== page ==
“Nobody ever got fired for buying IBM”
Hands up if you remember that piece of advice. I know that it was good wisdom a long time ago. But, things have changed. Today’s market includes all kinds of things like the personal computer, the laptop, the smartphone, the tablet, … What’s a person to do? What’s a school system to do?
In education, there was a time when there were essentially two players. Those that made Windows computers and those that didn’t. They made Macintosh computers. The paradigm of what a computer looked like on either platform was pretty similar. You got a device that could run all kinds of software written for that platform. And, with an emulator, you could even run Windows programs on a Macintosh computer.
There were thousands of programs available and providing the best learning opportunities for students involved scouring the web looking for the best pieces of software.
Then, along came the internet. That opened all kinds of doors as it was now possible to run applications directly from the internet without installing anything but a browser.
Then, things changed our thinking quite a bit. Tablets became viable options. Into the mix, came the Chromebook. In its simplest form, it’s considered a web browser on a machine. Those that really know computers recognize that it’s more than that; it’s an operating system based upon Linux, capable of running certain applications. Newer machines will also run Android applications. The nice thing to education was that they were priced very attractively. So nicely, that the traditional players were squeezed in the marketplace. All of this for that very attractive price.
As we learned recently, Apple seems hesitant to do anything in this area. The new Macbook Pros are still priced on the high end and they’re the only company that makes these computers. This week, Microsoft unveiled plans for Windows S, a new entry into the Windows platform. It comes at a very reasonable price and stories are out indicating that some new machines will be priced to compete with the Chromebook. This definitely was targeted at education and students who don’t necessarily need the higher priced devices.
The kicker, as it were, is that it will only run applications available from the Windows Store.
The concept of a “store” isn’t new. Apple has done it for a long time to get iOS applications to its users. Android applications have their own store. So, Microsoft wants to do things along the same line. There have been a lot of really negative reports about this move but I would suggest that they’re based upon the old idea of what Windows was all about. Every vendor could have their own way of distributing software. Now, Windows S says you have to get applications from one spot. So, with regards to the current way of doing things, yes, it is a change.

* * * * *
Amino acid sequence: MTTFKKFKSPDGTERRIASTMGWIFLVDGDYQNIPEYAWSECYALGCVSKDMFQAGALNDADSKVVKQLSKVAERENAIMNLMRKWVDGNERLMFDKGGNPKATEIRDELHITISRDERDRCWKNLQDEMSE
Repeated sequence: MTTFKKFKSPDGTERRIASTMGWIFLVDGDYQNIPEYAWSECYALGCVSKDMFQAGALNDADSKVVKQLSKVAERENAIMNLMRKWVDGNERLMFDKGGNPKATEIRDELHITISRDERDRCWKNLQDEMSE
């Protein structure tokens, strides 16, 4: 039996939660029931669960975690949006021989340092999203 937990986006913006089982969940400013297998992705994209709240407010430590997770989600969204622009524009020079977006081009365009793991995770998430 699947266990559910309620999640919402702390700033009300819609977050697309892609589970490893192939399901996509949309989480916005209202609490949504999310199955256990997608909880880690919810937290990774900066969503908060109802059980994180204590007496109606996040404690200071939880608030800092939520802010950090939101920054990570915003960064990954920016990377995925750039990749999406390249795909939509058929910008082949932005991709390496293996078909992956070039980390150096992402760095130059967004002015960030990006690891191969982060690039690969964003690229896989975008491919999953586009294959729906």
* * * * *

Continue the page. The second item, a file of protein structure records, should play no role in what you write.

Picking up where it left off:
But, I think it’s a change for the good. With the ability to download and install applications from everywhere, making sure you’re getting the latest and greatest can be a challenge. Plus – is the site you’re downloading from legitimate? Or, is it also distributing malware? Conceivably by bringing everything to the Microsoft store, tighter control over quality and updates would be a feature rather than a maintenance task.
In addition to better pricing, the Chromebook has changed another way of looking at things in education. No longer do you need a separate application to do every task. So much can be accomplished in the browser. That’s a very attractive option. So, all you need is a good web browser. Chrome is the browser, people like that. Nobody complains that you can’t run Microsoft’s Edge on your Chromebook.
The other kick at Windows S is Microsoft’s plans to only allow browsers from its store to run on the computer. And, this currently means Edge. There was a time, not too long ago, that I’d be really concerned about that. It’s not that the browser causes problems; most web browsers are pretty much interchangeable these days. It’s the extensions that give more functionality to the browser. Even that’s changing. In the beginning, there were none. Then, it started…
Before I started to write this post, I took a look at the extensions I have installed.
- uBlock Origin
- Translator for Edge
- OneNote Web Clipper
I was pleased with the collection there. There were a couple that I use regularly that weren’t there – notably Diigo, ScribeFire, and Google Keep. However, if this was my only life, I could live with it. In schools, chances are students wouldn’t be allowed to install extensions to the browser anyway. The complete list is available to review here.
The one major problem would be websites that won’t work until you return with Firefox or Google Chrome.
Now, Microsoft isn’t a stupid company; if they’re about to make this work, they should be looking for such sites and I would hope providing some assistance for making the modifications needed to make it work.
So, with the current state of Edge, the supply of applications already in place, and a knowledge of great web resources, I could probably make it work. How about you?
Imagine a world with only applications from the Microsoft store and the Edge browser. Could you make it work?